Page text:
Newspaper Page Text
Mr. nnd Mrs. Louis Llmogo of Willow
street aro tho parents of u son, horn
Mr. nnd Mrs. Guy Warren of KS North
Chnmplaln street mV the parents of a ten
i'wuuu t wuni iyi.;i.viiM-i p
Miss Irene Browo nnd Thomas Leddy. ,
both formerly of Burlington, were mar-
rled at Claremont, X. II., December IS.
Albort Kmetz and .losephlne Kngllsh
wem married Tuesday evening at St.
Mary's Cathedral by the Rev. .1. V. Olllls.
M. und Mrs. Thomas O'tlrlcn, Jr.. of
38 Iaywnrd street are tho parents of u
in, Thomas Kugene, born Sunday ivc
.ilng. In probate court Friday, December 21,
a license to sell real estate was Issued
In the. estatu of Clark A. Hood, late of
Word has been received In the city of (
the blrtti of !i nti t.Vednrh-1: Wells, tie.
comber i In Air nn.l Mrs Walter W
n,,: nf i. a-i. i-niif ,
tn probate court Monday there were
settlements and decrees tn the estates of
Louise Harris Mitchell, late of Hhelburne,
and Fanny n. McNall, late of this city. I
, . .. u i t
A writ of attachment for the sum of I
fcflO on Personal property of Kva DeCour- j
sey of Hlnesburjr, In favor of E. CI. Mil -
...in. eueo ot ninejoun, lias oeen men in
Word has been received that a daugh
ter was born Chrldmas day to Dr. and
Mrs. J. A. Clmlnera of Wnterbury. Conn.
Mrs. Clmlnera was formorly Miss Frances
Powers of this city.
a meeting of Hie directors of the
Merchants National Bank, held yestcr- i
day, Howard Crane was elected an ad-
dltlonal director of the bank, and Frank
D. Abemethy wan elected second vice-
A daughter, Kllsiabeth, wa born Fri
day, December 2t to Mr. and Mrs. F. W.
Shepardson of Richmond. Mrs. Shepard
onson Was MIsh Mary I'arkhlll. daugh
ter of Mrs. E. W. I'arkhlll of South Un
Inlander Mllllken of Essex was Mon-
day In city court before Judge J. 1. Ladd
pleaded guilty to a stntutorv charirn and
was sentenced to serve not less than two
nor more than three years In the State's
prison at Windsor.
The ease of tho Ideal Oarage company
of this city against I. I'. Fredettc of
SJontpeller was heard Thursday In city
court and an execution was Issued and
damages awarded to the plalntlu In the
sum of H25.23 and costs of $8.33.
Mr. and Mrs. C. L. Woodbury nnd T
A. Woodbury gave a dancing party last
evening at the Ethan Allen club houso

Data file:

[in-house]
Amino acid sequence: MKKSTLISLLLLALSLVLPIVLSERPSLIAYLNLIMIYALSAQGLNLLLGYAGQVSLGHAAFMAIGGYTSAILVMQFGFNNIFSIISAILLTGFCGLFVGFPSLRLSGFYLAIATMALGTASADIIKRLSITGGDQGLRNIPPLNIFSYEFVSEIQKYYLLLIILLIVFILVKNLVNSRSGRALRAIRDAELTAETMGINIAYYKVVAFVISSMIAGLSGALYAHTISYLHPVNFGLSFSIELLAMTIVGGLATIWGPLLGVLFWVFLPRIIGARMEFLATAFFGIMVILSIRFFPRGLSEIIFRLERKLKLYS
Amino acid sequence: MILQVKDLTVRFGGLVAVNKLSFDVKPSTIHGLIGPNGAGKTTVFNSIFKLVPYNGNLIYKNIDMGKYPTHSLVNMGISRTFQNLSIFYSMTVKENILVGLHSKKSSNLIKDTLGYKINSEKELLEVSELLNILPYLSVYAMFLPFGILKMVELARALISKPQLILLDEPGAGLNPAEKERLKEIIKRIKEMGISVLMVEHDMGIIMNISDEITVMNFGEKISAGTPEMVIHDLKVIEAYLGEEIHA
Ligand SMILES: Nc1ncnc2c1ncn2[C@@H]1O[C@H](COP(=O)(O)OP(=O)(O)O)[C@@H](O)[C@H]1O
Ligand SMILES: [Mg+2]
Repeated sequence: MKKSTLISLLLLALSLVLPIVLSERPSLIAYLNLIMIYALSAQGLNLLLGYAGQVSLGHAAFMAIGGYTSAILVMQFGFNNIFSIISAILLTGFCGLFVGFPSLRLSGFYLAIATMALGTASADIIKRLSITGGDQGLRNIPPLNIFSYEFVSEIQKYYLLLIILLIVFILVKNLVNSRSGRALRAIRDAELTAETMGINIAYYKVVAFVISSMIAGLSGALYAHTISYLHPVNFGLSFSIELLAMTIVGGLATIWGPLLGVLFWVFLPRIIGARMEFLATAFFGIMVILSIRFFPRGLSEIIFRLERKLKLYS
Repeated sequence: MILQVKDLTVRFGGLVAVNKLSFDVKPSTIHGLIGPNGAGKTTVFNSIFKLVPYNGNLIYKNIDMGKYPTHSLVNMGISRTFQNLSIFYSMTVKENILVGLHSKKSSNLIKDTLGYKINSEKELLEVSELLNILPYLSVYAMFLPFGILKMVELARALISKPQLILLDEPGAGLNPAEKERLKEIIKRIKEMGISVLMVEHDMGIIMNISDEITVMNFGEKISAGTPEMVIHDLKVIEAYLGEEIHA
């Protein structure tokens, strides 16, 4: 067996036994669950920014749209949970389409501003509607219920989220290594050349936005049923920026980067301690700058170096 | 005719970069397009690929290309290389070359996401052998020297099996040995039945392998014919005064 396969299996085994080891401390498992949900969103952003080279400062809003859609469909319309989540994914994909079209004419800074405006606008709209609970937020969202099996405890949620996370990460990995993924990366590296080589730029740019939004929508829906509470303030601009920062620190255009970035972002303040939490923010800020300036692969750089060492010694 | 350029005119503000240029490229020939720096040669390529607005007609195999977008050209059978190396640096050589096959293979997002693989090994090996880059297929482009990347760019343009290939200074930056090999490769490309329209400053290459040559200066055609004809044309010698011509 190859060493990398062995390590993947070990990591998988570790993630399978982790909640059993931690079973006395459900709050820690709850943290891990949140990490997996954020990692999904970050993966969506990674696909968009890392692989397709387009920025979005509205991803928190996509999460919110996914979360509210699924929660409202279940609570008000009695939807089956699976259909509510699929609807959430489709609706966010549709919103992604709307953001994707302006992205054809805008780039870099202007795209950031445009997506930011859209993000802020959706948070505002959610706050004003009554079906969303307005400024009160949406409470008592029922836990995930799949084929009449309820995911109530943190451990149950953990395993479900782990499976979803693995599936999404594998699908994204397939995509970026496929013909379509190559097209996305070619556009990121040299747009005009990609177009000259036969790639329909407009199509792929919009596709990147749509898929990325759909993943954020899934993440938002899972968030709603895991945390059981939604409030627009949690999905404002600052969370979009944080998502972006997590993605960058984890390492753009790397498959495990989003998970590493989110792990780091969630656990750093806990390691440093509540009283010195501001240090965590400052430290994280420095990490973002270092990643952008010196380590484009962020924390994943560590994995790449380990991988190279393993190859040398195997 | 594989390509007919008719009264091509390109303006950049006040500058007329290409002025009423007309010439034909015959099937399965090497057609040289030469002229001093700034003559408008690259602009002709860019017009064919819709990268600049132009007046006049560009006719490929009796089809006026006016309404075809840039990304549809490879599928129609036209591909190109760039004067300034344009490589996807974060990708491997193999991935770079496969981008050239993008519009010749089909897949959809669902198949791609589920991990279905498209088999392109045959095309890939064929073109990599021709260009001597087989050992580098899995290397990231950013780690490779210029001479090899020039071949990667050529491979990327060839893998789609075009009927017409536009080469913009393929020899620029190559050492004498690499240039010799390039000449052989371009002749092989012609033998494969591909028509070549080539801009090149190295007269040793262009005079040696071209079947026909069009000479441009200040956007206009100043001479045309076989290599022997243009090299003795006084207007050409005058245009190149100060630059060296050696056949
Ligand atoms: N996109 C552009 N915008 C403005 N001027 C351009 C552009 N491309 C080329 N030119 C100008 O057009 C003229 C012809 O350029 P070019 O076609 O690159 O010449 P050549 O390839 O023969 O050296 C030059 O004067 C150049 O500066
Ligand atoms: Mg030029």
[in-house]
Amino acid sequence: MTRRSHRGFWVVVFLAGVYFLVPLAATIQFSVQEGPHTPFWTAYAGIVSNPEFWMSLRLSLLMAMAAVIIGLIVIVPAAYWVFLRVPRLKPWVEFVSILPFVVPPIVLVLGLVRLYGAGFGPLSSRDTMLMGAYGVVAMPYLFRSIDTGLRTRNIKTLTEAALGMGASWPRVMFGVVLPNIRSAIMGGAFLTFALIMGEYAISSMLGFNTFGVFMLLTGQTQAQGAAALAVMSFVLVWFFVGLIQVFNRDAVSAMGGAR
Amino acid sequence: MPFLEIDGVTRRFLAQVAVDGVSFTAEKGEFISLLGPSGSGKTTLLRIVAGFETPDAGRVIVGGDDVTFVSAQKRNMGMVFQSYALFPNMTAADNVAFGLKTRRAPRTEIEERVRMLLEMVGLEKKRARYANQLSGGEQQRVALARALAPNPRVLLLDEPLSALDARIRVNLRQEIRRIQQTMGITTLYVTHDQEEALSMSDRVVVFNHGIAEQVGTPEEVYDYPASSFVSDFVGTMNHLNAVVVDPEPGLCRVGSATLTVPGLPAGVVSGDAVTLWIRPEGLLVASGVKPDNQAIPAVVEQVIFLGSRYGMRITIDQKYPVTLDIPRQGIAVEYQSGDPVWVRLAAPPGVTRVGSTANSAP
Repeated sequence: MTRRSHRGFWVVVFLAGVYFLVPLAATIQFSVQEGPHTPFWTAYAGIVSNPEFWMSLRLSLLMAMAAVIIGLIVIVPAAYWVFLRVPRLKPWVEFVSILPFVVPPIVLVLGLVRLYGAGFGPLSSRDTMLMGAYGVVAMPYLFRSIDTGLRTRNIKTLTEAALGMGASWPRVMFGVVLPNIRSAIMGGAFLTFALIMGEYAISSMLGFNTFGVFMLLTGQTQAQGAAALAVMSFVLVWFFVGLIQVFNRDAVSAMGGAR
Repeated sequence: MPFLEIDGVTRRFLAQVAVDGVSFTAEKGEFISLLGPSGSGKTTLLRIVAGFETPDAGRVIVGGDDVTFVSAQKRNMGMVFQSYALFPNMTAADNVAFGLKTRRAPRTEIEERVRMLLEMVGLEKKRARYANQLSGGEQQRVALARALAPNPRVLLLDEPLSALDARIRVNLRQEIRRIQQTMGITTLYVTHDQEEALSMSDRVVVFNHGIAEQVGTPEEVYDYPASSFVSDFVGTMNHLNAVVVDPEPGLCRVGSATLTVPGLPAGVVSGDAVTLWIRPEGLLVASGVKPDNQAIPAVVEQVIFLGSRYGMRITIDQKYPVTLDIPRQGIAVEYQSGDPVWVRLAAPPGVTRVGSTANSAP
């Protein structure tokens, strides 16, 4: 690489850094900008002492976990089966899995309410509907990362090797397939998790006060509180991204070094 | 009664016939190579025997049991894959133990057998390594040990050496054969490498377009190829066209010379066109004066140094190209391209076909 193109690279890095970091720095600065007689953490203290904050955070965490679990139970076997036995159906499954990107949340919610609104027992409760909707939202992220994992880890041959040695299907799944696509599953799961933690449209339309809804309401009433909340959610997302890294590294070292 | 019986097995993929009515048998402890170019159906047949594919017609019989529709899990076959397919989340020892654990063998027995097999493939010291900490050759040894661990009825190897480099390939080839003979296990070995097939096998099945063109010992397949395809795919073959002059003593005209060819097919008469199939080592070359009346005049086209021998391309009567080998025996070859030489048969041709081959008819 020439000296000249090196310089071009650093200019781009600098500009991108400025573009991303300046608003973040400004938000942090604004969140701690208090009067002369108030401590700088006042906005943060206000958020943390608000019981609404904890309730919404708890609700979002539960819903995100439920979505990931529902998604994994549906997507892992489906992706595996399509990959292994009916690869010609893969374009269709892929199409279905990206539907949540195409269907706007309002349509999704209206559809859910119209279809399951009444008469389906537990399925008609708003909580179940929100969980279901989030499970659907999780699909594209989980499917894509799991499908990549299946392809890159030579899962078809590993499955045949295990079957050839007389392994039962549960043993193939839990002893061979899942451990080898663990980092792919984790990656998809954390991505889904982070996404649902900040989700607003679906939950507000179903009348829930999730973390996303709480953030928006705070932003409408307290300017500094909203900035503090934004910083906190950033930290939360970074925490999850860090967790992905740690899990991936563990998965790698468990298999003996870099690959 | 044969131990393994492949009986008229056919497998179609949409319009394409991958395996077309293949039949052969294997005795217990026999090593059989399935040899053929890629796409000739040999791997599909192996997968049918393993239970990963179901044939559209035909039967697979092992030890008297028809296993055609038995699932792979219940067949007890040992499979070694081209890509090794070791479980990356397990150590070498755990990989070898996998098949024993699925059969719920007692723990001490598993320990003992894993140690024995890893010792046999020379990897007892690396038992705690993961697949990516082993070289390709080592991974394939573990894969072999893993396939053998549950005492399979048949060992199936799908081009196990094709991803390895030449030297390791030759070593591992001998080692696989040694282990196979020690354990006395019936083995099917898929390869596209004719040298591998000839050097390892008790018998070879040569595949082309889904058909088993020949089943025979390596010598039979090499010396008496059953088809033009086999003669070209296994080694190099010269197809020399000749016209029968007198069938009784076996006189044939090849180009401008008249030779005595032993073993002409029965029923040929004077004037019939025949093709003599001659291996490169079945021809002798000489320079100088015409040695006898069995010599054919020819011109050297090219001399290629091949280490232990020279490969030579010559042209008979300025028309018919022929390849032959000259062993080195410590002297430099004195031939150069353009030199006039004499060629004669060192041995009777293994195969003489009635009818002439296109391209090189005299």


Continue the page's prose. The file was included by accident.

In honor of Miss Elsa Woodbury, who
has been tholr holiday guest, nnd who Is
leaving January 7 for Daytona Beach,
Tho civil case of Dr. W. Hayes Mit
chell of Shelburne against Clayton Burke,
an action over a horse deal, was to have
been tried Tuesday morning In City
Court, but plaintiff and defendant ap
peared In court and agreed upon a set
tlement. Thomas ne-eves Tuesdav sold at nub
ile auction in Wlnooskl tho property of j
uio laio is. li. Morton. A section of a bus
iness block on Fast Allen street was
sold for $11,000 and the homestoad on
Main Btreet was sold for Jo.DCO, both to
George II. Horton.
Tho annual moetlng of Hamilton Lodge,
No. 14, I. O. O. K, was held last evening '
in the Odd Fellows Hall on Church .
street and officers to servo for tho en
suing year wore elected as follows:
Xoblo grand, R. H. McCuen; vice-grand,
A. S. Klllury; secretary, N. XV. Warner;
treasurer, W. A. Harding.
Burlington Commandery of the Knights
Templar met Saturday noon In the Ma
sonic Temple for their nnnual observance ,
of Christmas. About nf ih n,wu i
were nrcsent. Kmlnent Kir T- w. Pmnnr.il !
was speaker of the day. A largo purse of
money was collected for tho benefit of
tho worthy poor of the city.
Orcn E. Deckart of Springfield, Mass.,
has accepted a position us teacher in tho
South Woodstock grammar school and
Miss Calla E. Martin of Bridgewuter has !
accepted a similar position In tho Wood-
stock schools. These teachers were
placed through tho efforts of the Ver
mont teachers registration bureau.
News has been received In this city of
tho marriago In San Antonio, Texas, !
"u,"mwr OI "r. i-aincK j. .MoKonzle
and Miss Paulino Parks. Dr. McJCenJiie,
!i Burlington boy, was graduated from '
the University of Vermont in 1903 and is
now a captain in the United States army,
stationed at Camp Lewis, Washington.
Charles O'Day, who has been in tho
Chittenden county Jail for some time,
having been committed on a mittimus,
was Monday afternoon brought into
city court, where ho was sentenced to
servo not less than 18 months nor more
than two and ono-half years In tho
House of Correction at AVIndsor for
stealing a robe from tho automobile- own